It is ironic, therefore, in a tragic sense, that Ninoy’s son Begnino “Noynoy” Aquino III has adopted the very same policy of unilateralism and maritime aggression of his family’s sworn foe, Marcos. In honor of his master, the Spratleys Islands in the “West Philippine Sea” should be renamed the Marcos-Aquino Memorial Archipelago.
The Weakest Claim
The controlled Western news media is grossly distorting the Aquino government’s case before the Law of the Sea Tribunal, which clearly does not have jurisdiction over the key issues, including: first, determination of sovereignty related to maritime boundaries; and second, ruling on lesser claims that have a basis in sovereignty.
Until a higher judicial body, namely the International Court of Justice (ICJ), rules on the sovereignty issue over maritime boundaries, no lesser court has legal authority over dependent issues.
Any court decision on claims of environmental violations, including reclamation, are invalid without specific legal jurisdiction. Any court decision is also self-annulled by the fact that the same violations have been carried out by all parties in the Spratlys.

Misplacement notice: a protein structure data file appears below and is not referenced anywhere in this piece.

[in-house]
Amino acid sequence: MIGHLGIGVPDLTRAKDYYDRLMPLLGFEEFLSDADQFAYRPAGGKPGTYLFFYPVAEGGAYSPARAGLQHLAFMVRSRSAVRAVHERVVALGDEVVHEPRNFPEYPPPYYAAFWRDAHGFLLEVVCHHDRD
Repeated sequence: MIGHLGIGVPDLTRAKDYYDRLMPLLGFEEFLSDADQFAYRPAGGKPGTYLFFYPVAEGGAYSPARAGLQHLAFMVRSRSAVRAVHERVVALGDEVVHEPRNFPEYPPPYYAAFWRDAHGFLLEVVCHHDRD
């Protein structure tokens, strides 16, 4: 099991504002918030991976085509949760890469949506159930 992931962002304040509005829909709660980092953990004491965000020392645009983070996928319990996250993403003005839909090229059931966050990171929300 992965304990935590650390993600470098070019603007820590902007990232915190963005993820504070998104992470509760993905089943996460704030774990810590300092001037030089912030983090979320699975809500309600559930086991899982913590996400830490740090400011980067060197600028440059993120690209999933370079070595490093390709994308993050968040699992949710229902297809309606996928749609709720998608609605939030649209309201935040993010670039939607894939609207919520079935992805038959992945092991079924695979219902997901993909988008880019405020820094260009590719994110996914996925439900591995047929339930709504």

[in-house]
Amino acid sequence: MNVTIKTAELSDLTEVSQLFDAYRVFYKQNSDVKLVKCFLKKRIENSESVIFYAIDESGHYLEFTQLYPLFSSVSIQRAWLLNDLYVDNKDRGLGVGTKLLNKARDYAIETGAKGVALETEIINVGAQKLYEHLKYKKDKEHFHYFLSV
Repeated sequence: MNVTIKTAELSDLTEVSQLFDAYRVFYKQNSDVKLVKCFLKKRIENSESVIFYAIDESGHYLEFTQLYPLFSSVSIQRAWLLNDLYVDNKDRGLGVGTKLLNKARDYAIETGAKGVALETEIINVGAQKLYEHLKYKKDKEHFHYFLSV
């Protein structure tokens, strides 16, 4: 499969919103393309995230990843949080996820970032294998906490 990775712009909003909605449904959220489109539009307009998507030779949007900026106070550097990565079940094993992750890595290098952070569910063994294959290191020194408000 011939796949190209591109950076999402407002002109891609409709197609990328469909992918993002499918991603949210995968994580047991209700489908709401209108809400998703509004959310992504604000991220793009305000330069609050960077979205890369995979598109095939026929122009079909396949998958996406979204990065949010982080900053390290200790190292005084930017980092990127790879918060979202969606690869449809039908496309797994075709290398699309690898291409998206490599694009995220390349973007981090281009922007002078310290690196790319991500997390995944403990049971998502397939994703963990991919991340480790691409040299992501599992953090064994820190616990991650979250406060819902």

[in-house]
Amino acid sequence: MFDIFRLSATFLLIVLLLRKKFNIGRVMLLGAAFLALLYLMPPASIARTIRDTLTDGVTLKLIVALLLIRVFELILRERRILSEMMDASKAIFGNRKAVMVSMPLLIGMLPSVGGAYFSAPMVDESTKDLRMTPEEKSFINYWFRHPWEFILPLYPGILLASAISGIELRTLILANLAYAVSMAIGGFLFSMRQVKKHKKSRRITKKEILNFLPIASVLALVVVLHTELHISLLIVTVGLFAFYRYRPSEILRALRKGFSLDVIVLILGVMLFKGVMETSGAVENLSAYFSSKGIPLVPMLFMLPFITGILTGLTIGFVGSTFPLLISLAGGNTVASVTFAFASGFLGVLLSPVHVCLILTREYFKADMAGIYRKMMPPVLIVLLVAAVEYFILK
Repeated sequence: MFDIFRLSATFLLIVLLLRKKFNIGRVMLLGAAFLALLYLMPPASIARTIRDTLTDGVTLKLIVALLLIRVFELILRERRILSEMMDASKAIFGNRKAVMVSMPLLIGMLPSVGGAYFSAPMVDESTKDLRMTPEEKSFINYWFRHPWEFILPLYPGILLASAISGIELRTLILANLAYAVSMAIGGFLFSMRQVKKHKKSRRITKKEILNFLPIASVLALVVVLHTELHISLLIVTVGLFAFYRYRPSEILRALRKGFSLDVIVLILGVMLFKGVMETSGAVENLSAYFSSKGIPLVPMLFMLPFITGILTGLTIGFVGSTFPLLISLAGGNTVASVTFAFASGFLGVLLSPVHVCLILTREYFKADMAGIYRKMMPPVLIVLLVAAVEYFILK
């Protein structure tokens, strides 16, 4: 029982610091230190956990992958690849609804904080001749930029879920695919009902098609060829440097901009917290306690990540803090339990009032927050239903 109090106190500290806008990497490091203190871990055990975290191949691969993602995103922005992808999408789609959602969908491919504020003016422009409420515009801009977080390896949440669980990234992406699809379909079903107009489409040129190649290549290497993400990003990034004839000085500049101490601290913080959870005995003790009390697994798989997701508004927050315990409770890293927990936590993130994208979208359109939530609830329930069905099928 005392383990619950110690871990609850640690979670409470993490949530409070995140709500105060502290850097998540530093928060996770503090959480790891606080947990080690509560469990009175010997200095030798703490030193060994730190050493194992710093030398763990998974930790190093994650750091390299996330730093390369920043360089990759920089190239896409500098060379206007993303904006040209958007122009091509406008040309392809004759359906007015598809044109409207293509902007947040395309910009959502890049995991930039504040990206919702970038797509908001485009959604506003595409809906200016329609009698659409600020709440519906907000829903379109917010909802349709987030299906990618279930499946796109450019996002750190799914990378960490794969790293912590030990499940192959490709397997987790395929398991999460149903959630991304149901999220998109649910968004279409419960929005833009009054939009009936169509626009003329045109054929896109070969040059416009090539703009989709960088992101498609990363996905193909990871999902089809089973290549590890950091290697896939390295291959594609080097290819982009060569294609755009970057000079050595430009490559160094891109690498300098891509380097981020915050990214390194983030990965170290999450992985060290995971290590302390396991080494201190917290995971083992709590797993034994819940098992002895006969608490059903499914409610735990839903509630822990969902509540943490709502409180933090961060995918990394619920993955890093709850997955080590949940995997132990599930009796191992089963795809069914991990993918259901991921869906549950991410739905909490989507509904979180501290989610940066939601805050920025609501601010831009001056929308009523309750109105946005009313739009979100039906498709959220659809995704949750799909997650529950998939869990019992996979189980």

Among the three major contestants in the northern Spatlys, the Philippines has by far the weakest case as compared with detailed historical evidence from China and Vietnam. Marcos’s seizure of 10 islands was part of his spree of war crimes during the Vietnam conflict, rendering the Philippines an aggressor and occupying power in its claims to the Spratlys. This statement is not a matter of opinion but simply based on the inconvenient artifact of the historical record.